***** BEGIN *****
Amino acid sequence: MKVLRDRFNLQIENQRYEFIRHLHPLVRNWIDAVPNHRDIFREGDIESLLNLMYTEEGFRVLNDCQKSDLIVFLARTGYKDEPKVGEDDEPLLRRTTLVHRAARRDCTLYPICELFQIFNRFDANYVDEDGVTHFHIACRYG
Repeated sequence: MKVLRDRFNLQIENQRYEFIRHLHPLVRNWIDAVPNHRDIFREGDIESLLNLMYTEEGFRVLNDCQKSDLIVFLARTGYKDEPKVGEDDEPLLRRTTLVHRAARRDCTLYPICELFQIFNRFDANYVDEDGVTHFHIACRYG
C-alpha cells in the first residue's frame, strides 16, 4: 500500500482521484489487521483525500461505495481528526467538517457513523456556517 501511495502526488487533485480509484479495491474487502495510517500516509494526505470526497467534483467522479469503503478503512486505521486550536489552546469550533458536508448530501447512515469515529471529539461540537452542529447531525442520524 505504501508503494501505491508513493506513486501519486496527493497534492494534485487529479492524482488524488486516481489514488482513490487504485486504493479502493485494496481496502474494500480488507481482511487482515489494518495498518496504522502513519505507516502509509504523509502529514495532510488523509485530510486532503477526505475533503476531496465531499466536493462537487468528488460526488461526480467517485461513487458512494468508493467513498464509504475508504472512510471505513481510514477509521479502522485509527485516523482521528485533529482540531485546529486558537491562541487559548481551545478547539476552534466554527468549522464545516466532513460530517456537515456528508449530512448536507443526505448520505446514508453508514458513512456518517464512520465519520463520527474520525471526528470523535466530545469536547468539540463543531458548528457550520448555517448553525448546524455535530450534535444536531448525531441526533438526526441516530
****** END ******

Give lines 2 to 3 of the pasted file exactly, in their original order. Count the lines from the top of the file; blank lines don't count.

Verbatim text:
Repeated sequence: MKVLRDRFNLQIENQRYEFIRHLHPLVRNWIDAVPNHRDIFREGDIESLLNLMYTEEGFRVLNDCQKSDLIVFLARTGYKDEPKVGEDDEPLLRRTTLVHRAARRDCTLYPICELFQIFNRFDANYVDEDGVTHFHIACRYG
C-alpha cells in the first residue's frame, strides 16, 4: 500500500482521484489487521483525500461505495481528526467538517457513523456556517 501511495502526488487533485480509484479495491474487502495510517500516509494526505470526497467534483467522479469503503478503512486505521486550536489552546469550533458536508448530501447512515469515529471529539461540537452542529447531525442520524 505504501508503494501505491508513493506513486501519486496527493497534492494534485487529479492524482488524488486516481489514488482513490487504485486504493479502493485494496481496502474494500480488507481482511487482515489494518495498518496504522502513519505507516502509509504523509502529514495532510488523509485530510486532503477526505475533503476531496465531499466536493462537487468528488460526488461526480467517485461513487458512494468508493467513498464509504475508504472512510471505513481510514477509521479502522485509527485516523482521528485533529482540531485546529486558537491562541487559548481551545478547539476552534466554527468549522464545516466532513460530517456537515456528508449530512448536507443526505448520505446514508453508514458513512456518517464512520465519520463520527474520525471526528470523535466530545469536547468539540463543531458548528457550520448555517448553525448546524455535530450534535444536531448525531441526533438526526441516530